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Mandel & Faster than Light Communication ?

by ShalomShlomo
Tags: communication, faster, light, mandel
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vanesch
#19
May26-05, 01:53 AM
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Quote Quote by ShalomShlomo
See Fig 6 and the text there.
Ah, I didn't know that one. I have to say that I'm surprised about the result, and I have some difficulties with the explanation given in the paper, but you are right, this is one of the few quantum erasure experiments where there is NO subset selection.

I think that this is a very interesting experiment, and I don't understand it completely. However, I disagree with the explanation given in the paper as such; indeed, according to the explanation, it wouldn't make any difference if i1 and i2 were combined with i1 going AROUND NL2 or going through NL2. And if that were true, we could obtain paradoxial situations: we could in principle send i1 and i2 on long, long long optical fibers (say, a light minute long), register the interference pattern or not at Ds during a minute, and only decide then whether or not we mix i1 and i2. And according to whether we decide to mix them or not, we would see our results of the past minute CHANGE !
We could even make a paradoxial machine in the following way: if the computer controlling the experiment has statistical evidence for interference during the minute of Ds measuring time, he decides to BLOCK the output of the fiber of i1, in which case we shouldn't see an interference pattern (because we can find out which photons came from NL2, knowing the delay of 1 minute and what comes out of fiber 2). But we SAW an interference pattern. On the other hand, if the computer has statistical evidence for no interference, he can decide to mix the two fiber outputs in a beam splitter, and according to the paper, we now have erasure of the information which is at the origin of the interference pattern, so we should observe interference, but we didn't !

I will try to write down of what I can make up of the setup:

The fact that an interference pattern arises can be understood in a certain way because when a single photon of the argon laser is split at BS(pump), you have that the state of this pump photon is 1/sqrt(2)(|pump1> + |pump2>), and hence the two photon pairs from the NL1 and NL2 are entangled:

1/sqrt(2) Integral ( |pair1> + e^(i theta) |pair2> ) rho(theta) dtheta

Here, theta is the difference in optical path length between the point in NL1 where the conversion |pump1> -> |pair1> took place, and the point in NL2 where the conversion |pump2> -> |pair2> took place. But of course we have to (Feynman path integral) integrate over ALL possible thetas because that conversion point is "floating", within the xtal, and it is this smearing out over different positions which makes that there is no fixed phase relationship between pair1 and pair2 (and hence between a single component of each).

It is somehow my feeling that the fact that the idler photon of pair 1 goes through NL2 changes rho(theta) (gives preferred positions for conversion of |pump2> -> |pair2>. In a non-linear xtal, this is not unexpected. From the moment that rho(theta) is somehow peaked, there is a phase relationship between pair1 and pair2 and you can expect interference.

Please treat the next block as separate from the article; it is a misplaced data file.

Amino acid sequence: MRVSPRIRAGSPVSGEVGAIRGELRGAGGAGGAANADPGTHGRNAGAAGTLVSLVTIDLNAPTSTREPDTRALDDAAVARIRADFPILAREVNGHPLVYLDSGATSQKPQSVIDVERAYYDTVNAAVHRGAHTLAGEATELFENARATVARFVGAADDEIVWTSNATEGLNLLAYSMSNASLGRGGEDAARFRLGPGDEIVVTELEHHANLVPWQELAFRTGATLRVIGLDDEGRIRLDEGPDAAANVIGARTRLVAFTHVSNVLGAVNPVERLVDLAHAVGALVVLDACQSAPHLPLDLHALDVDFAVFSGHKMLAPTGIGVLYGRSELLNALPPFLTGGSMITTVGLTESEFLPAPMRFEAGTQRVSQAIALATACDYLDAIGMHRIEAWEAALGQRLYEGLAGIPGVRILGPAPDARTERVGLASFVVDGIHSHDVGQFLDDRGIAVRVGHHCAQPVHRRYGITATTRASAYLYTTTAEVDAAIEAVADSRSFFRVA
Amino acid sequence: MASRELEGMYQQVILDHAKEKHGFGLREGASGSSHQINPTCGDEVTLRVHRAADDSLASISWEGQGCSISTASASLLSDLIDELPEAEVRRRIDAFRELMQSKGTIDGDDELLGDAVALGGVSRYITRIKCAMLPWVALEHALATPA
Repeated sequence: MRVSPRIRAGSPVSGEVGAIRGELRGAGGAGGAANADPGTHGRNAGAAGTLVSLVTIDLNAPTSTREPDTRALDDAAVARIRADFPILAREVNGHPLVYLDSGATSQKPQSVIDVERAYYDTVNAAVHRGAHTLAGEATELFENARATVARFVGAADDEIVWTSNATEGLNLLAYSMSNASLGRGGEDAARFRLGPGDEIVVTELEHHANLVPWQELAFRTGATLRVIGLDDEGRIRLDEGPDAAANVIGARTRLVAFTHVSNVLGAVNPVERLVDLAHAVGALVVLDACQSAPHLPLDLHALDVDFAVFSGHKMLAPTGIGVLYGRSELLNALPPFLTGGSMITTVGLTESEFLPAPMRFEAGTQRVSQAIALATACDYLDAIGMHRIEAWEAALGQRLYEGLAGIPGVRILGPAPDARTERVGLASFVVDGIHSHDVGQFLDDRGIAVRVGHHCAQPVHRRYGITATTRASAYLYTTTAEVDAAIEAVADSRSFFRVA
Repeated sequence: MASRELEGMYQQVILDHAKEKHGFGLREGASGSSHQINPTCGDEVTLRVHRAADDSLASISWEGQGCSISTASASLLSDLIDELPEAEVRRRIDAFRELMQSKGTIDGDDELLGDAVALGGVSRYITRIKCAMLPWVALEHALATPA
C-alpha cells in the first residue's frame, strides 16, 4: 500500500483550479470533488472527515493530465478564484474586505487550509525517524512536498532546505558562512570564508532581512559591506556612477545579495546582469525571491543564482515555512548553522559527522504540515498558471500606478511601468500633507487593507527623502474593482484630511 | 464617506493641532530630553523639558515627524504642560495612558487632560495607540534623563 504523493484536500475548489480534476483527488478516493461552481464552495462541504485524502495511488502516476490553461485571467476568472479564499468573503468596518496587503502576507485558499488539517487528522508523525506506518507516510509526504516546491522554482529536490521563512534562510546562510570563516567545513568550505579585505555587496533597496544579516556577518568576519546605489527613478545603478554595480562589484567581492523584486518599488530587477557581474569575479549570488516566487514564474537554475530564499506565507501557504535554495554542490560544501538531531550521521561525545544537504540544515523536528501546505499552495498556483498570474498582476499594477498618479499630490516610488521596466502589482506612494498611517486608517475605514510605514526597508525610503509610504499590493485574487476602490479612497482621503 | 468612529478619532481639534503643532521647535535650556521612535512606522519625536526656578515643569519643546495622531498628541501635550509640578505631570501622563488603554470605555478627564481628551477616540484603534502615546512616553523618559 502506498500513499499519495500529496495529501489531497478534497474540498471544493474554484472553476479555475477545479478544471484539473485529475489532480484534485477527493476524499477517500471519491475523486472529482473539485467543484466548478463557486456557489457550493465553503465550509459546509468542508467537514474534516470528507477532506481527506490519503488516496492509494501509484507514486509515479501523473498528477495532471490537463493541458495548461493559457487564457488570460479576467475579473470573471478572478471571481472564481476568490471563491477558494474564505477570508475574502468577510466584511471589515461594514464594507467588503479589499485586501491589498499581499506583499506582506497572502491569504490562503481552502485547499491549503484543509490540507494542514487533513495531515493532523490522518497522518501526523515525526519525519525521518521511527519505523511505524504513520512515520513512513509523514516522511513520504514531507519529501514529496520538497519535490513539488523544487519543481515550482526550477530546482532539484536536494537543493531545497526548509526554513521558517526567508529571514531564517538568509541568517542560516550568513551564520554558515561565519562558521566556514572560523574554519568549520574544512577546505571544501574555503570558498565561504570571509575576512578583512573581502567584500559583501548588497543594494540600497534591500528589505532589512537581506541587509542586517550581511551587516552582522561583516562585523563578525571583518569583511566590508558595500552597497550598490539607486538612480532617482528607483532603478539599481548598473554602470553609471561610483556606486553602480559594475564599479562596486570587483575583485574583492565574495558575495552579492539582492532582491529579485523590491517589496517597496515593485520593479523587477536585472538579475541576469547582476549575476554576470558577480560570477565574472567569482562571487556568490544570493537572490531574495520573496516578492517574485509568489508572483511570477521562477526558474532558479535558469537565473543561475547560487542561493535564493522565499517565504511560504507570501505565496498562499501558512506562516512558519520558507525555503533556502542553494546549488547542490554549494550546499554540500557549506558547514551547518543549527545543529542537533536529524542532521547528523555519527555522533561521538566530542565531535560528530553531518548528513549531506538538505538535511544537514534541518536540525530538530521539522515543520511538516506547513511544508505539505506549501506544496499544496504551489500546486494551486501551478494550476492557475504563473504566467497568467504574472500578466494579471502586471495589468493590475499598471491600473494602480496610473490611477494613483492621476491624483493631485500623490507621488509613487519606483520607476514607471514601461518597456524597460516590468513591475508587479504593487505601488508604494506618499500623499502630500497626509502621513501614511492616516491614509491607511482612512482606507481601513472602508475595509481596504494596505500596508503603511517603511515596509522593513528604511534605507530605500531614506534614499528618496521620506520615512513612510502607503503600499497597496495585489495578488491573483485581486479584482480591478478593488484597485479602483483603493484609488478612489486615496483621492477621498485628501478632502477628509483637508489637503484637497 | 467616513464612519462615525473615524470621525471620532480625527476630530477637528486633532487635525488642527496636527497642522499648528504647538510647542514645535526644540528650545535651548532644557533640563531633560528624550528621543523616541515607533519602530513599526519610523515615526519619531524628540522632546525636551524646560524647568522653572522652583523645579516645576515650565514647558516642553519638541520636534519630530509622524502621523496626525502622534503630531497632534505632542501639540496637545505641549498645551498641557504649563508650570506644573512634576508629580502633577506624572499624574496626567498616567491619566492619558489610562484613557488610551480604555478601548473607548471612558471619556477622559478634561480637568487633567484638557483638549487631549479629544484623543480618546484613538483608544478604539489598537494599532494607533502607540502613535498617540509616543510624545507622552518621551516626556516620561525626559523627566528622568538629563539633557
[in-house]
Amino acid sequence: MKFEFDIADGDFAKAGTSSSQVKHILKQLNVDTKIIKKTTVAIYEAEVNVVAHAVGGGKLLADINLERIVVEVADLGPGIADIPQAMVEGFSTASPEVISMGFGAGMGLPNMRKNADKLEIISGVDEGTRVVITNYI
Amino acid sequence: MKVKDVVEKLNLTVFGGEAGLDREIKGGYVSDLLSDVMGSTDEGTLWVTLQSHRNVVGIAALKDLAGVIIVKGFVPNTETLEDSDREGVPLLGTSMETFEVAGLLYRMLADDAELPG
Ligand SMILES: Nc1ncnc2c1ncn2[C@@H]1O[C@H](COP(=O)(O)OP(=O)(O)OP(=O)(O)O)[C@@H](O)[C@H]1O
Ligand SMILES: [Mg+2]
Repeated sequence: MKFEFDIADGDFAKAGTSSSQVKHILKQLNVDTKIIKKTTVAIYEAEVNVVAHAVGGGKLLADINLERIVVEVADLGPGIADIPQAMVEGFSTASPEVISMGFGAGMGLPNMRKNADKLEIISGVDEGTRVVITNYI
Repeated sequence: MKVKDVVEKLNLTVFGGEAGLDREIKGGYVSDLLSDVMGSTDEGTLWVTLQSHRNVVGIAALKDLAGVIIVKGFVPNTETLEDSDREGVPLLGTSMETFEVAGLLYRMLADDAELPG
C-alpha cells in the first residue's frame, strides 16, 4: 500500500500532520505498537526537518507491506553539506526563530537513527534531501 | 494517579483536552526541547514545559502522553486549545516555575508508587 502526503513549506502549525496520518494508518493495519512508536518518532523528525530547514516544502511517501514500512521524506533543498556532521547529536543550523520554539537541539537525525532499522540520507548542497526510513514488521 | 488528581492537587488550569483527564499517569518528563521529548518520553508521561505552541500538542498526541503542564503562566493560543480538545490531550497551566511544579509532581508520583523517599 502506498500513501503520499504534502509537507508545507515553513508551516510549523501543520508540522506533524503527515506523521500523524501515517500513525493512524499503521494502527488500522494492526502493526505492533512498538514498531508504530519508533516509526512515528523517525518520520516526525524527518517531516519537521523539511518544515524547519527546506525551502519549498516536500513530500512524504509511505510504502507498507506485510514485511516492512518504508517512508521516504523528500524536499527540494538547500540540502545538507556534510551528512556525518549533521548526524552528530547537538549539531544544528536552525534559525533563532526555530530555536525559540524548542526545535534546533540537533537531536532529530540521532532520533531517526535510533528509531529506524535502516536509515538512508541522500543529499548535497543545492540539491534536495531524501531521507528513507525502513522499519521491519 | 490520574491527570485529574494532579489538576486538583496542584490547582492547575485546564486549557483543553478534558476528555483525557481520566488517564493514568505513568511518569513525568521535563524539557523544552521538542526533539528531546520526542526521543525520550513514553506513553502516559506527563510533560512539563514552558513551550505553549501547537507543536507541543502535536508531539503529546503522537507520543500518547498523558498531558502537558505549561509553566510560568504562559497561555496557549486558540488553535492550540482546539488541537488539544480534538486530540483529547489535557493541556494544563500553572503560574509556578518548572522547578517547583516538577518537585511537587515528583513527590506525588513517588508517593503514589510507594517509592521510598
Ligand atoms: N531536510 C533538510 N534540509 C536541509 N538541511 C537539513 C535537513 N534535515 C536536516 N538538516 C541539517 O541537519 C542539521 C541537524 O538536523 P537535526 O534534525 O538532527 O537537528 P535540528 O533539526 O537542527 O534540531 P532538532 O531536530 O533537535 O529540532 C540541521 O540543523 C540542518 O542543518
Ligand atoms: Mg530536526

But I'd be highly surprised that this same experiment works if the combination of i1 and i2 is done without i1 going through NL2 ! A way to find out would also be to change the path length of i1 before it gets to NL2. I'm pretty sure that this SHIFTS the interference pattern at Ds, which means that i1 DID SOMETHING to NL2.

Do you know of more experiments of this kind ? It looks interesting in any case.

cheers,
Patrick.
werty
#20
May26-05, 02:32 AM
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Quote Quote by vanesch
we could obtain paradoxial situations: we could in principle send i1 and i2 on long, long long optical fibers (say, a light minute long), register the interference pattern or not at Ds during a minute, and only decide then whether or not we mix i1 and i2. And according to whether we decide to mix them or not, we would see our results of the past minute CHANGE !
No you cant do this because you have already made it possible to in principle decide what path the photon took. This is no different from throwing meassurering results in the trash, its not a quantum erasure.
vanesch
#21
May26-05, 03:16 AM
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Quote Quote by werty
No you cant do this because you have already made it possible to in principle decide what path the photon took. This is no different from throwing meassurering results in the trash, its not a quantum erasure.
I know. But can you explain me, according to the paper, what is the principal difference between combining i1 and i2, when i1 goes AROUND NL2, or when i1 goes THROUGH i1 ? According to the explanation, it is the fact of combining them that makes it in principle impossible to know if the light (after combination) came from i1 or i2. There is no special status given to the fact that i1 goes through or not, NL2. Do you agree with this ?

cheers,
Patrick.

EDIT: in fact, it is NOT throwing measurements in the trash: after combination of both beams at the output of the two fibers, it is again impossible in principle to find out from which NLx the photon came. I don't see the conceptual difference, in the explanation given, by combining the beams a) when i1 goes through NL2 b) when i1 goes on a short path around NL2 and is combined there c) when i1 goes on a short path around NL2, and i1 and i2 are then sent on long fibers of equal length before being combined.